There are many ways to play Zelda: Breath of the Wild.
I recently had the joy of sharing my favorite game with my father, my brother, and a good friend. Each of them played different from each other, who in turn played different from me.
My dad was thorough in his adventure, wanting to find every secret and explore the world as a world.
My brother blitzed through challenges moving from one to the next at rapid speed.
And my friend focused on the puzzles more than his surroundings, often to his peril.
So there are many ways to play, but there are two methods that characterize the others:
- Normal Heads-up Display (HUD)
- Pro HUD
What do you see here? The minimap, shrine indicator, temperature, sound, time of day down to the minute, button indicators for your sword and shield, which sheikah slate rune is equipped (currently the bomb), and how many hearts are left.
It’s very scientific, for sure. Does your fantasy game really need an accurate watch? Isn’t daylight enough?
A bridge and tower off to the left, a couple outgrowths of trees to the right atop some hills. A red tower far left, a blue tower straight ahead, a few more points of interest out there, a blue sky, some clouds, sun high overhead.
Now that’s not actually the HUD. There are hearts to show how many hits you are away from dying. That’s it… (And does that need to be there?)
…And the word “Good” annoyingly super-imposed on the image. Ah well.
Without so many things to “block” the relevant information (your surroundings, what you perceive) there is a refreshing focus for players on what matters.
Same goes for your role-playing games.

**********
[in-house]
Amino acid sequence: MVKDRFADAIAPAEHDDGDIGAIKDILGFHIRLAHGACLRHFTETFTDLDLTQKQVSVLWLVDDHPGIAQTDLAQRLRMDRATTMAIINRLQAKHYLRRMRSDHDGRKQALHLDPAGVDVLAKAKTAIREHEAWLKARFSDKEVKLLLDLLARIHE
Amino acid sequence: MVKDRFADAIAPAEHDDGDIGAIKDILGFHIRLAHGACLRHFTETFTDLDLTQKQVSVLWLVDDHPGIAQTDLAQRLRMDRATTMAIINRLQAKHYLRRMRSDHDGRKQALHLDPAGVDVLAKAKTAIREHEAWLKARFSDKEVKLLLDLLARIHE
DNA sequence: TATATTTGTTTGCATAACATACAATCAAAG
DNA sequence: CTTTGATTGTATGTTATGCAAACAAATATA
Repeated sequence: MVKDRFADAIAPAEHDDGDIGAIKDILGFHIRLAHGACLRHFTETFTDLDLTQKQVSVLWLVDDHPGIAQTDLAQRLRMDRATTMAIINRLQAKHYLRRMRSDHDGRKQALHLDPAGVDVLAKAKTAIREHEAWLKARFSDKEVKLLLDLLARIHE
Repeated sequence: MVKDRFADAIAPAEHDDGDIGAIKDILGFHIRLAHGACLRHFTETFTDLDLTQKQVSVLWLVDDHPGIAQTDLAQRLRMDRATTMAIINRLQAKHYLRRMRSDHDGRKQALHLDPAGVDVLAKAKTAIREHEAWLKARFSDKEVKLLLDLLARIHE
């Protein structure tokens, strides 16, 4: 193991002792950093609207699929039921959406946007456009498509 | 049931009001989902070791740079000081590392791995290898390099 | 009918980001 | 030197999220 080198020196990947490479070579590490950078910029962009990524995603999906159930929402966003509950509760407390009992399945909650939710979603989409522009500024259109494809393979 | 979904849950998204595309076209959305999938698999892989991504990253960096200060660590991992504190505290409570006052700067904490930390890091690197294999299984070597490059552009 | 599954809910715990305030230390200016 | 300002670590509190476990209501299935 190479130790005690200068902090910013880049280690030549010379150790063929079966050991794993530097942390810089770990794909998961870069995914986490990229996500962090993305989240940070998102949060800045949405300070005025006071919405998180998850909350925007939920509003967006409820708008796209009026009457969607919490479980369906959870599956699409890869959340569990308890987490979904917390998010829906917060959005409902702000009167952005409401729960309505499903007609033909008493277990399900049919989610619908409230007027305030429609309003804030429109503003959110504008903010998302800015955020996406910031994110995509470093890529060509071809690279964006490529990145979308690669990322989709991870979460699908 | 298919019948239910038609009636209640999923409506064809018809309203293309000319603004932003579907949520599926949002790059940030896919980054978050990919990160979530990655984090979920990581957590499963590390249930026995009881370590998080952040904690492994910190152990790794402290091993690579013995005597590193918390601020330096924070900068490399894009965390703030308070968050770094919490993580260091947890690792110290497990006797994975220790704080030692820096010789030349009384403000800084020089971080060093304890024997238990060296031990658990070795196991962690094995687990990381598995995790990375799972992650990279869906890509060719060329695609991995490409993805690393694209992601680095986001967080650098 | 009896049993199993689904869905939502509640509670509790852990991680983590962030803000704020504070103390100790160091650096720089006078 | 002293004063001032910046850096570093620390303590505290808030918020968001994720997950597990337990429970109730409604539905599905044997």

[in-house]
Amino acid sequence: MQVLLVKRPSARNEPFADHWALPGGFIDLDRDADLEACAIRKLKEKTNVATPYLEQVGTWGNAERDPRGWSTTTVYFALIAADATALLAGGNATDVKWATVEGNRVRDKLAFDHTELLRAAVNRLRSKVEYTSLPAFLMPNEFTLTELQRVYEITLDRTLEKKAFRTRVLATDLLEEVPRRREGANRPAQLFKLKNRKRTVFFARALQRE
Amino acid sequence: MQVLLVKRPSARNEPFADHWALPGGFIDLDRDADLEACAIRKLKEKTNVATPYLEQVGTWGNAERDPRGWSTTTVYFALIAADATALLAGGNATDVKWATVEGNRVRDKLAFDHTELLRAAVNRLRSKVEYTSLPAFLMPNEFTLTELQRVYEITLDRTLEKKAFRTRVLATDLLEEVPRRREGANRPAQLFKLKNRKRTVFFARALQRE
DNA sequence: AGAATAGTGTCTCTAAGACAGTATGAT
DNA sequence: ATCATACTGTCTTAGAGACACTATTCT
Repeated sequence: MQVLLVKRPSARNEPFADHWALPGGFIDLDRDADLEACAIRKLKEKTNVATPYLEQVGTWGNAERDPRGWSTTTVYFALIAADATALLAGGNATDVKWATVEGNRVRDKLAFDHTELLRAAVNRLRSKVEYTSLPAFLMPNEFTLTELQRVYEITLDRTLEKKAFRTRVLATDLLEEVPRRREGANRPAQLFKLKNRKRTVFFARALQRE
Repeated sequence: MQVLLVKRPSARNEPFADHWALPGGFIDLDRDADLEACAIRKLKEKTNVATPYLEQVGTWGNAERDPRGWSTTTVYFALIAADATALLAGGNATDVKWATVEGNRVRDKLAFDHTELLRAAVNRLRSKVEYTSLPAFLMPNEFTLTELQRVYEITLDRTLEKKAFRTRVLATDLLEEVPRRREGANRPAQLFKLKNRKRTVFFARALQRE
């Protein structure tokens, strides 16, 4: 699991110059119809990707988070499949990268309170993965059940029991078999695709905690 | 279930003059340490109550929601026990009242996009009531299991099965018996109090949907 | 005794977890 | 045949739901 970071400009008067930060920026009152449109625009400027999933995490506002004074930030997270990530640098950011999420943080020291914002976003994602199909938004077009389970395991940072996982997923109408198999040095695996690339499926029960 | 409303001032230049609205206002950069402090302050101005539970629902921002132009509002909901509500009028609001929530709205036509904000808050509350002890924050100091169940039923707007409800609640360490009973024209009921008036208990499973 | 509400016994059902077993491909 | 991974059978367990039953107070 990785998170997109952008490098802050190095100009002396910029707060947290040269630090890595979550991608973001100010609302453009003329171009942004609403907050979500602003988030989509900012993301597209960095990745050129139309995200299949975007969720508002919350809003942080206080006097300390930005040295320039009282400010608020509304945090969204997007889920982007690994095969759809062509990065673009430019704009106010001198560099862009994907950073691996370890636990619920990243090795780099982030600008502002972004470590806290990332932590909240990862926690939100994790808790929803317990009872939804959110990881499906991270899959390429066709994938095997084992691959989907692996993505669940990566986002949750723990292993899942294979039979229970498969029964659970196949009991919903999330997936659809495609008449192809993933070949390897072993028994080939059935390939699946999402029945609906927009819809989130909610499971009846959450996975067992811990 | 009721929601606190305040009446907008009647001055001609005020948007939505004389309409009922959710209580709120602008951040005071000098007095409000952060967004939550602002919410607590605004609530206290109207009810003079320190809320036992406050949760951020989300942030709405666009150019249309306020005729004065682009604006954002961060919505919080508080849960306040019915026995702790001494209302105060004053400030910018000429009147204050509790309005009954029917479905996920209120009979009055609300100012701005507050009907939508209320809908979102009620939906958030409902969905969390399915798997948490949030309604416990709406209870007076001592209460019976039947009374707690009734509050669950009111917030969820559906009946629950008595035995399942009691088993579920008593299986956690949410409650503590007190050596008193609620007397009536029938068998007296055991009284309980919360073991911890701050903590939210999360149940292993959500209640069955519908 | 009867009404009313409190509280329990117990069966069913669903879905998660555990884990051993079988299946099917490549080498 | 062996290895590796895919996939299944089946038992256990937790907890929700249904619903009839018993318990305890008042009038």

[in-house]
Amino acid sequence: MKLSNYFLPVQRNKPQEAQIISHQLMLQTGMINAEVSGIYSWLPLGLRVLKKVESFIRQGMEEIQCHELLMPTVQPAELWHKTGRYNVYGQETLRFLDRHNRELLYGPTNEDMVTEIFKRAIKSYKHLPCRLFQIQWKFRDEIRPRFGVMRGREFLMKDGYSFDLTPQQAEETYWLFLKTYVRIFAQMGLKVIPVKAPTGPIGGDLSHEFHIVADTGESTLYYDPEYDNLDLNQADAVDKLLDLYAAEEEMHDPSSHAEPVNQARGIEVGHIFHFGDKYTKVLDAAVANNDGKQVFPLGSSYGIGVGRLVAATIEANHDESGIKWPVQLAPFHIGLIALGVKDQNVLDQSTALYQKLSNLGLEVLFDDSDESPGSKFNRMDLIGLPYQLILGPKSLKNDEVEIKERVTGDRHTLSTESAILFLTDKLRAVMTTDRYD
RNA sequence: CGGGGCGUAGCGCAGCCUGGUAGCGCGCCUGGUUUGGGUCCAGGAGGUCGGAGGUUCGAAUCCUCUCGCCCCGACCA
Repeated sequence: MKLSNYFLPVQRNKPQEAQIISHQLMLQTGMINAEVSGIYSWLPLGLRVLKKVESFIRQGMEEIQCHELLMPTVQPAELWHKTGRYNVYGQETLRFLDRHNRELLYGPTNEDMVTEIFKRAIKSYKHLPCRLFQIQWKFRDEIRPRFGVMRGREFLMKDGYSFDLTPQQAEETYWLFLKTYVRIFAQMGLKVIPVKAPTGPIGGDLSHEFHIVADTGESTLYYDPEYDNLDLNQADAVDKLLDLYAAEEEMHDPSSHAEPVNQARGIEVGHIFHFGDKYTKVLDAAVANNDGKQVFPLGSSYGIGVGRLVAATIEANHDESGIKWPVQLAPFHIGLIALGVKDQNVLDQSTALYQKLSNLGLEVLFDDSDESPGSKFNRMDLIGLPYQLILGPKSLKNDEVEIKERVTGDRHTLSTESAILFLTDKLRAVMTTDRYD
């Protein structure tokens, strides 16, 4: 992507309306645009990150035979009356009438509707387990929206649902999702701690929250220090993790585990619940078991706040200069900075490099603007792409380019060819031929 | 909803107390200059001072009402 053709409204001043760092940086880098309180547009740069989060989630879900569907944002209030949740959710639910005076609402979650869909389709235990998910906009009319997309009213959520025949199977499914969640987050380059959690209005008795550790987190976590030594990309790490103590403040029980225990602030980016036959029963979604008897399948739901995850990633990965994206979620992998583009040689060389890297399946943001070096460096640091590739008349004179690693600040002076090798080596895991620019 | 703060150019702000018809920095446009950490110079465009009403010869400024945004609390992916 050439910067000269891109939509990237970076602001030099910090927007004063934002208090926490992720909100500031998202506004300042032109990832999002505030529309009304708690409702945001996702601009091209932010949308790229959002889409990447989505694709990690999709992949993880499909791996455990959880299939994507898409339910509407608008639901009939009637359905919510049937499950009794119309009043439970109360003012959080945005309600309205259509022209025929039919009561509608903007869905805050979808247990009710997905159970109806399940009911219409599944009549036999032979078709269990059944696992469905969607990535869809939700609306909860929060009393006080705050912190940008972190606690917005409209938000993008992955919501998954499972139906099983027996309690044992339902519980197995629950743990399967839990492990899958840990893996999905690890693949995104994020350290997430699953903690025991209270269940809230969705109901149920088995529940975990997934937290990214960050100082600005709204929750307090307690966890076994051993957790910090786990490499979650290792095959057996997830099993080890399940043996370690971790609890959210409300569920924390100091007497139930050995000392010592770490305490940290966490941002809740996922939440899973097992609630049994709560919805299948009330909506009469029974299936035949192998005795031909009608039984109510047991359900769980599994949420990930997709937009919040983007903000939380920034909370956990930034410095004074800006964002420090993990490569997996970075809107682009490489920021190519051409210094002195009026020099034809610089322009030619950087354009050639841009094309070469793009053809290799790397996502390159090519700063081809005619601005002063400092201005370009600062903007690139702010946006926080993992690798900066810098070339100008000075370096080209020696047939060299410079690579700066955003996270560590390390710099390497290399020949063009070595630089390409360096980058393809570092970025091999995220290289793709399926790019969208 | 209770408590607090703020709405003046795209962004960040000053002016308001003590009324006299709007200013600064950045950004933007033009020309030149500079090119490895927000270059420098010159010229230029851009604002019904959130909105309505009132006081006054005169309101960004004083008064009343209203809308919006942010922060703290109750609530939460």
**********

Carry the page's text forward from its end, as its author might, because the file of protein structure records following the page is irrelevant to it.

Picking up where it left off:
Play the world, not the rules.
This is an excel spreadsheet. Clean with many spaces to write in. Shows you eighteen numbers for six stats, eighteen skills, armor class, hit points, hit dice, death saves, a whole slough of boxes to fill.
Truly the normal HUD in the industry, by the numbers. Just like Zelda’s Normal HUD is the default, people assume that this is the default for RPGs.
This looks like something in a fantasy world. Besides the dragon image, I can’t tell that the D&D character sheet above is fantasy. Looks more sci-fi. This spell book has only nine spaces for numbers and a few boxes to fill-in. A vast reduction. That and it’s beautiful.
With a sheet like this in front of you, you’re looking more at the GM and less at the sheet. You talk with players, not searching the information you wrote down. To invoke the classic:
Can we go further? This is an image from an online game I’m running for kids:
- Notes beneath if necessary.
Keeps the old-school focus on interesting and odd items (potion of sandform anyone?). And the rest of the attention?
On the situation. On the problem. Looking for solutions.
On the world.
Fewer hinderances to precious attention. Break down barriers between the world and the imagination.
Be mindful of this: The character sheet is one filter through which the players view the world. The second is the GM. Offload the weight of the rules from the sheet to the brain, the superior processing power in RPGs.
Make index cards and graph paper the standard character sheets again! (Okay, that’s just me going overboard to move the pendulum back to the DIY nature of RPGs. You can ignore me, haha.)
I had this one in the barrel for a while after the subject came up in a Bastionland broadcast.
Alone in the Labyrinth wrote this up recently, which pairs really well with what was talked about here.